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Brewing Film Buzz by the Cup

With Starbucks getting into movie promotion, studios are lining up to court Nikkole Denson, its Hollywood liaison.

April 03, 2006|Lorenza Munoz | Times Staff Writer

SEATTLE — Nikkole Denson's name is quickly becoming as familiar in Hollywood as the tall decaf Frappuccinos and caramel macchiatos her company brews up each morning for the town's unemployed actors and aspiring screenwriters.

Two years ago, Denson was one of hundreds of unknown development executives pitching movie projects. Now that she is Starbucks Corp.'s liaison to Hollywood, the same executives who once spurned her are courting her, hoping the coffee chain can become the kind of marketing juggernaut for movies that it has been for music.

"The tables have really turned and it feels great," she said. "All I had to say was 'Starbucks' and the doors were opened."

Denson, 35, whose title is director of business development for Starbucks Entertainment, is charged with sifting through scores of movies to find the ones Starbucks will help market in its 8,300 North American stores.

Starting Tuesday, Starbucks will promote her first pick, Lionsgate's "Akeelah and the Bee," to millions of customers via messages on such media as coffee-cup sleeves. The feel-good drama, which is being released in theaters April 28, chronicles the story of an African American girl in Los Angeles who overcomes a tough neighborhood and bad schools to become a national spelling bee champ.

Starbucks customers won't be seeing horror movies or mindless teen comedies promoted in their local stores. Instead, Denson's mission is to find uplifting, inspirational stories along the lines of "Akeelah," most likely from independent companies such as Lionsgate or studio specialty divisions.

Starbucks founder Howard Schultz, who is well connected in Hollywood with a board seat at DreamWorks Animation SKG, said the company had no plans to finance movie production. But, he added, Starbucks will continue developing entertainment-related ventures, with films a natural extension of the company's successful music venture.

"We can help customers discover entertainment," said Schultz, sitting in his modest office overlooking the Port of Seattle, where shipments of Starbucks coffee are unloaded.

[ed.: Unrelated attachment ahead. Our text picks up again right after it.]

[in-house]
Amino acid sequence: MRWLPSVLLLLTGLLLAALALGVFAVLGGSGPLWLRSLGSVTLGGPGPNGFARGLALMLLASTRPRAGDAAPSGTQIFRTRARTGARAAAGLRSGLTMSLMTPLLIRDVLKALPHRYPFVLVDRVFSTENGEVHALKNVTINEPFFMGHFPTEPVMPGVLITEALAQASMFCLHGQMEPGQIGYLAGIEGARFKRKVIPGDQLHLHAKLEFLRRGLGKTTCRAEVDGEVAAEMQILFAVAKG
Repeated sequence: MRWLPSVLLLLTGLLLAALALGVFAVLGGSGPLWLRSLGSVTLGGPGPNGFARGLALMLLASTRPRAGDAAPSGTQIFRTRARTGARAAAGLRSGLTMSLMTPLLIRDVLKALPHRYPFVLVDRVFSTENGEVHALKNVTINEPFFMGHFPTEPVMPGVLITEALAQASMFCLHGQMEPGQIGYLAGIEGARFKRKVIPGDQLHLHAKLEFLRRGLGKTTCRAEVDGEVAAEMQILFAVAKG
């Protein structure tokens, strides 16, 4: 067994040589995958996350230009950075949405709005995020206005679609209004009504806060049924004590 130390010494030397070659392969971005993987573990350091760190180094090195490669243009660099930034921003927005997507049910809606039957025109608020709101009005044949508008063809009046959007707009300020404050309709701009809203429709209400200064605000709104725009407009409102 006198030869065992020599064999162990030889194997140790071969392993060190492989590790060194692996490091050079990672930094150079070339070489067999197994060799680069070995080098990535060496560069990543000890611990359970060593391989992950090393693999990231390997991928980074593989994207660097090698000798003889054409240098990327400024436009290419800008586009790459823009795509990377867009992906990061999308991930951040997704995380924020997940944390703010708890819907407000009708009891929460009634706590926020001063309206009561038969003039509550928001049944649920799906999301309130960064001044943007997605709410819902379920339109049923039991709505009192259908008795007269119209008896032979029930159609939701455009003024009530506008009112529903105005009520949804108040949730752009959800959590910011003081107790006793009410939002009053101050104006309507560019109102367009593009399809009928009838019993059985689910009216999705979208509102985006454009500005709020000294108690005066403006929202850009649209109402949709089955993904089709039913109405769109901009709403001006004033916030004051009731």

What got Hollywood's attention was how Starbucks turned into hits such albums as Ray Charles' Grammy award-winning "Genius Loves Company." Studio executives now know that a barista's recommendation alongside a latte is as good as gold.

"What they have done with music illustrates that they are a place where they can create buzz," said Toby Emmerich, president of production at New Line Cinema Corp.

"How many other retail environments do you enter five times a week? People used to talk about television shows at the water cooler. But water coolers don't happen anymore. Now you have Starbucks."

Without Starbucks, Lionsgate executives feared that "Akeelah" risked being pigeonholed as a niche film because of its all-black cast, meaning it might not have gotten the exposure it deserved.

"It is a mainstream movie," said Mike Paseornek, head of production for Lionsgate. "But it would have been harder to sell it as one without Starbucks' putting that stamp on."

Denson considered more than 100 movies as Starbucks' first effort, but "Akeelah" struck a personal chord. She had grown up in a tough Oakland neighborhood, the only child of a single mother who worked hard to save enough money to send Denson to private primary schools.

"There is a little bit of Akeelah in everybody," said Denson, who had tried unsuccessfully to develop the script herself. The movie, she said, shows that "you can do things that a lot of folks don't necessarily think you can do. Whether it's going to law school or going to a spelling bee, it's a great inspiration. "

Denson, a petite woman with piercing dark eyes, had planned a career as a civil rights lawyer, graduating from the University of San Francisco law school after undergraduate work at UC Davis.

After stints at several nonprofit firms, Denson grew restless and moved to Los Angeles, landing a job as production assistant for a Paramount television show in 1996.

Three years later, she was offered the chance to build the fledgling movie division of Laker great Earvin "Magic" Johnson, who has his own ventures with Schultz and Starbucks. Denson helped produce such films as Fox Searchlight Pictures' romantic comedy "Brown Sugar" and put her lawyerly skills to work negotiating partnerships with the likes of 24-Hour Fitness and Coors beer.

Denson was lured to Starbucks in 2004 by Ken Lombard, her onetime boss at Johnson's company. Schultz had hired Lombard to oversee Starbucks' entertainment division, where he spearheaded the launch of the company's Hear Music Coffeehouses and a Hear Music Channel on XM Satellite Radio.

"She has a tremendous amount of integrity and the ability to not really be influenced by whoever is in the room," Lombard said.

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